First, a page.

A healthcare worker administers a dose of Covishield to a shepherd in South Kashmir

Home Minister Amit Shah’s maiden visit to Jammu and Kashmir next week after the abrogation of Article 370 is significant

After August 5, 2019—when the Centre announced its decision to scrap Jammu and Kashmir’s special status and divided it into two union territories—the erstwhile princely state has recorded many firsts and direct flight from Srinagar to Sharjah, likely to commence from October 23, is one more such initiative that has brought smiles on the faces of Kashmiris.

More than one lakh Kashmiris are working in Sharjah. The direct flight to Srinagar will bring them home within a few hours as customs, immigration and all other facilities will be available at the Srinagar Airport. It’s a welcome step and a major relief to travellers intending to fly to the Emirates.

The travel time between the two cities will be three hours and as an inaugural offer the ‘Go First’ airline has priced the ticket at Rs 5,500. It’s much less than what a traveller used to spend to reach Sharjah via New Delhi.

In the past two years, the Centre has taken many steps that a common Kashmiri couldn’t have even thought about. The tourism sector in Kashmir has witnessed a boom. The outbreak of COVID-19 did slow down the process to some extent, despite that things have moved at a fast pace.

Union Home Minister Amit Shah and J&K Lieutenant Governor Manoj Sinha, under the guidance of Prime Minister Narendra Modi, have been successful in rewriting Jammu and Kashmir’s history. The government has set new benchmarks for governance and no one is being allowed to take their job casually.

Amit Shah is slated to visit J&K next week. It will be his maiden visit to the Union Territory after the abrogation of Article 370. He has been personally monitoring the developments in Jammu and Kashmir and has shown keen interest in ensuring that the erstwhile princely state witnesses a massive development. He has gone on record to say that former political regimes couldn’t do much for the people.

After August 5, 2019, many new projects have been announced and the ones that were awaiting completion for the past many years have been thrown open for the public. People of J&K are reaping the benefits and are witnessing development that they couldn’t become a part of for the past 70 years.

People of Kashmir to a great extent have understood that development needs a peaceful environment and nothing can move if the situation remains disturbed. Most people in J&K have boarded the wagon of peace, prosperity and development but there are still some elements who want Kashmir to burn so that their shops don’t get closed. A common man in Kashmir is no more interested in slogans and rhetoric because they have observed that there is a difference between lip service and proper delivery system.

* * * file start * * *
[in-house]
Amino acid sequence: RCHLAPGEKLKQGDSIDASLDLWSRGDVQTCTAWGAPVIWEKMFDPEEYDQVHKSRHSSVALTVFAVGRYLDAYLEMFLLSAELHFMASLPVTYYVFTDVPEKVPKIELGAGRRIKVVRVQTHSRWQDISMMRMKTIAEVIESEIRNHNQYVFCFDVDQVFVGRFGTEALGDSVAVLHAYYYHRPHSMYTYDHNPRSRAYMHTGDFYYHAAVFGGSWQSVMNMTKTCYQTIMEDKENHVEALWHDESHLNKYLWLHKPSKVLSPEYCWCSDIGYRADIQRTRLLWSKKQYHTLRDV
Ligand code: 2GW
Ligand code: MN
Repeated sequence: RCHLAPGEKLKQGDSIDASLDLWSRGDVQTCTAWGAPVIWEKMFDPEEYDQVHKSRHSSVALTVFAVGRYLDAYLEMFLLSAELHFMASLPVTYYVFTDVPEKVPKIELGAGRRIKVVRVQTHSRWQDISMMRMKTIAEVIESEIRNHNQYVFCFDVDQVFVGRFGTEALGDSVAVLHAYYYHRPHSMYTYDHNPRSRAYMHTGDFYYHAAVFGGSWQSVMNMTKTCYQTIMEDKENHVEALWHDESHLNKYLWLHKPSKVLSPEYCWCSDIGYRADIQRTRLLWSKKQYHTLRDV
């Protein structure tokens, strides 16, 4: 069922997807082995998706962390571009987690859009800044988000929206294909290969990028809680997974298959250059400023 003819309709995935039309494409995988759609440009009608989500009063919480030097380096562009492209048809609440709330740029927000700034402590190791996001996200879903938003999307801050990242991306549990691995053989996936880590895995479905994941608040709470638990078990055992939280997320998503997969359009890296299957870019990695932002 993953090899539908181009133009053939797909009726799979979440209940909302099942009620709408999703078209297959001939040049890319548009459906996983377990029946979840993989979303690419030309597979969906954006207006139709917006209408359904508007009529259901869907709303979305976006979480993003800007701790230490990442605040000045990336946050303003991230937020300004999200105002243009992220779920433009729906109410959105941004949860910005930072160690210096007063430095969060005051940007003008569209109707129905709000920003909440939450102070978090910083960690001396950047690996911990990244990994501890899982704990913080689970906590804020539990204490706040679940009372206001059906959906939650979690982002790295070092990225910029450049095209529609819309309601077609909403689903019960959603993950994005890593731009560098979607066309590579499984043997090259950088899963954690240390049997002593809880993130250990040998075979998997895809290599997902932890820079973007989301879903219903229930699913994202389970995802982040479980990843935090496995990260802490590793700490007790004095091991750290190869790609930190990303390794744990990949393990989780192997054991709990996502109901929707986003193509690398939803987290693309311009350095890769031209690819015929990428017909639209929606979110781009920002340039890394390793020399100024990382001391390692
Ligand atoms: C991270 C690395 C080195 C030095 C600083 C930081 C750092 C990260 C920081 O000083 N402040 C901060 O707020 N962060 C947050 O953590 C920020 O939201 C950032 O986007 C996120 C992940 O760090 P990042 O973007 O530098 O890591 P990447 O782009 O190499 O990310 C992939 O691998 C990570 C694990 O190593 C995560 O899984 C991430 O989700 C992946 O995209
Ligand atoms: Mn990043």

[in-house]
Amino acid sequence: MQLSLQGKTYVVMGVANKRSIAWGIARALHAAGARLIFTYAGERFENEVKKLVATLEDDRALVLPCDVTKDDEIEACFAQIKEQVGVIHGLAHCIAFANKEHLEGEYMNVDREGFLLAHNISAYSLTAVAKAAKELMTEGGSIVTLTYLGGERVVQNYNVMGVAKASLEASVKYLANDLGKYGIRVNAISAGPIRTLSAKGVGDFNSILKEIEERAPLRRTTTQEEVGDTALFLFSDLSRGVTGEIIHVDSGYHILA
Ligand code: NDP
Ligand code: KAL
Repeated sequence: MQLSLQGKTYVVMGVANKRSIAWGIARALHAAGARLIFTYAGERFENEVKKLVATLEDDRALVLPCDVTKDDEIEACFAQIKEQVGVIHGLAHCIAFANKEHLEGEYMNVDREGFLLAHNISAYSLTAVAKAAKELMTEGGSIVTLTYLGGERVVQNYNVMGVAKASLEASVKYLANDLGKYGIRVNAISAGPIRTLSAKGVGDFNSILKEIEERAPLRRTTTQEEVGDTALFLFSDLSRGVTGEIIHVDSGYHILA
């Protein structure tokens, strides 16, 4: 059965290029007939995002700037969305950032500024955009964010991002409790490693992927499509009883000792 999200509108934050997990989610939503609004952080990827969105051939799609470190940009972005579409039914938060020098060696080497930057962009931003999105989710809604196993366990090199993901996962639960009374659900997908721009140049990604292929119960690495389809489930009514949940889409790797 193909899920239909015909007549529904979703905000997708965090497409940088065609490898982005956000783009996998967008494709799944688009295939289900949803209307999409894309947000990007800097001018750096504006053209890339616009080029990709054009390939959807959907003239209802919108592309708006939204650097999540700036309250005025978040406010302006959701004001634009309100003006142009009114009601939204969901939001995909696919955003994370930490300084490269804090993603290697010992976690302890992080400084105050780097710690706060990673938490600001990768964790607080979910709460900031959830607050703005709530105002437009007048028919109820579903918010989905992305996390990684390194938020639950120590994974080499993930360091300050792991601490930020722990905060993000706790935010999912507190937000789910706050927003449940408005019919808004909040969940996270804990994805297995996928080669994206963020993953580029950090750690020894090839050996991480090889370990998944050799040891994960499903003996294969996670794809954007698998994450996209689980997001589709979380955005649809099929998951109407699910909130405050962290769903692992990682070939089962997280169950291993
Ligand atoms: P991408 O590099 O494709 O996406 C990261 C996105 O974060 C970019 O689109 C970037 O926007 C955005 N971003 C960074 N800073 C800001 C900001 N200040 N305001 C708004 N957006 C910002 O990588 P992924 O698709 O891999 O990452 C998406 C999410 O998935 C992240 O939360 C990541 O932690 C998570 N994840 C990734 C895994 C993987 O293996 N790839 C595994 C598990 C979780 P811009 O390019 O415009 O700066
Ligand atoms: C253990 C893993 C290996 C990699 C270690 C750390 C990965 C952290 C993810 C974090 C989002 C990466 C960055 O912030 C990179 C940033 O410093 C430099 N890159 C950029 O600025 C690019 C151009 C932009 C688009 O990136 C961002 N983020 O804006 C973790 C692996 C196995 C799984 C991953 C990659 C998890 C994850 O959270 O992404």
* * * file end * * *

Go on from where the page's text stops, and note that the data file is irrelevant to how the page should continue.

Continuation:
During the past two years, the development of J&K has been a priority for the Centre. Many far-flung areas that had no road connectivity have been connected with highways and main roads. The power scenario has improved. Healthcare facilities have got a major boost. The work culture in government offices has seen a rapid transformation.

But the hate-mongers sitting across the Line of Control are unable to digest that J&K is developing, and that too at a very fast pace. Every attempt is being made from the other side to push Kashmir back into uncertainty and turmoil. Recent civilian killings of non-locals and members of minority communities are an attempt to destabilize J&K again, especially Kashmir, where stone-pelting and street protests have become a history.

The Home Minister is visiting J&K at a very crucial time as the situation is volatile. A sense of insecurity has crept in among non-locals and even the natives. The security forces are facing a tough challenge as every soft target cannot be provided with security cover. But the Centre seems determined to ensure that J&K does not walk backwards and the development that has commenced continues. The challenge posed by a few elements should not affect the overall development and the Centre needs to ensure that the forces inimical to peace are given a befitting reply.

J&K has to see many firsts—the Srinagar-Sharjah flight is just one example—and New Delhi is on a mission to bring Jammu and Kashmir closer to the country. This mission needs to be taken to its logical end.